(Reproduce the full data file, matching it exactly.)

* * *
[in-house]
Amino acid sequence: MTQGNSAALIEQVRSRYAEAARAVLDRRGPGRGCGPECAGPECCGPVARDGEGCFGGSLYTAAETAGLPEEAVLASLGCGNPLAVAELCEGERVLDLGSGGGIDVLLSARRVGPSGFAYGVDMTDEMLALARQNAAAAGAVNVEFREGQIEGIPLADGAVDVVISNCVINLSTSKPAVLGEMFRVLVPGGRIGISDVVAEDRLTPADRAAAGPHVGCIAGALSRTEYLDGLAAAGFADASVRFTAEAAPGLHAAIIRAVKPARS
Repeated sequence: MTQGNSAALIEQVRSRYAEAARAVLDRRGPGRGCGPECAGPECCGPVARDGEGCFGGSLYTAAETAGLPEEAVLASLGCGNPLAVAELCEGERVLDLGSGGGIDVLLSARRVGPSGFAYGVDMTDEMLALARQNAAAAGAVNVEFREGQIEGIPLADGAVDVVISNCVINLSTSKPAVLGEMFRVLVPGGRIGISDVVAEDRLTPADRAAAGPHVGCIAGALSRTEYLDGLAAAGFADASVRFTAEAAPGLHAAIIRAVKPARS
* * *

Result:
[in-house]
Amino acid sequence: MTQGNSAALIEQVRSRYAEAARAVLDRRGPGRGCGPECAGPECCGPVARDGEGCFGGSLYTAAETAGLPEEAVLASLGCGNPLAVAELCEGERVLDLGSGGGIDVLLSARRVGPSGFAYGVDMTDEMLALARQNAAAAGAVNVEFREGQIEGIPLADGAVDVVISNCVINLSTSKPAVLGEMFRVLVPGGRIGISDVVAEDRLTPADRAAAGPHVGCIAGALSRTEYLDGLAAAGFADASVRFTAEAAPGLHAAIIRAVKPARS
Repeated sequence: MTQGNSAALIEQVRSRYAEAARAVLDRRGPGRGCGPECAGPECCGPVARDGEGCFGGSLYTAAETAGLPEEAVLASLGCGNPLAVAELCEGERVLDLGSGGGIDVLLSARRVGPSGFAYGVDMTDEMLALARQNAAAAGAVNVEFREGQIEGIPLADGAVDVVISNCVINLSTSKPAVLGEMFRVLVPGGRIGISDVVAEDRLTPADRAAAGPHVGCIAGALSRTEYLDGLAAAGFADASVRFTAEAAPGLHAAIIRAVKPARS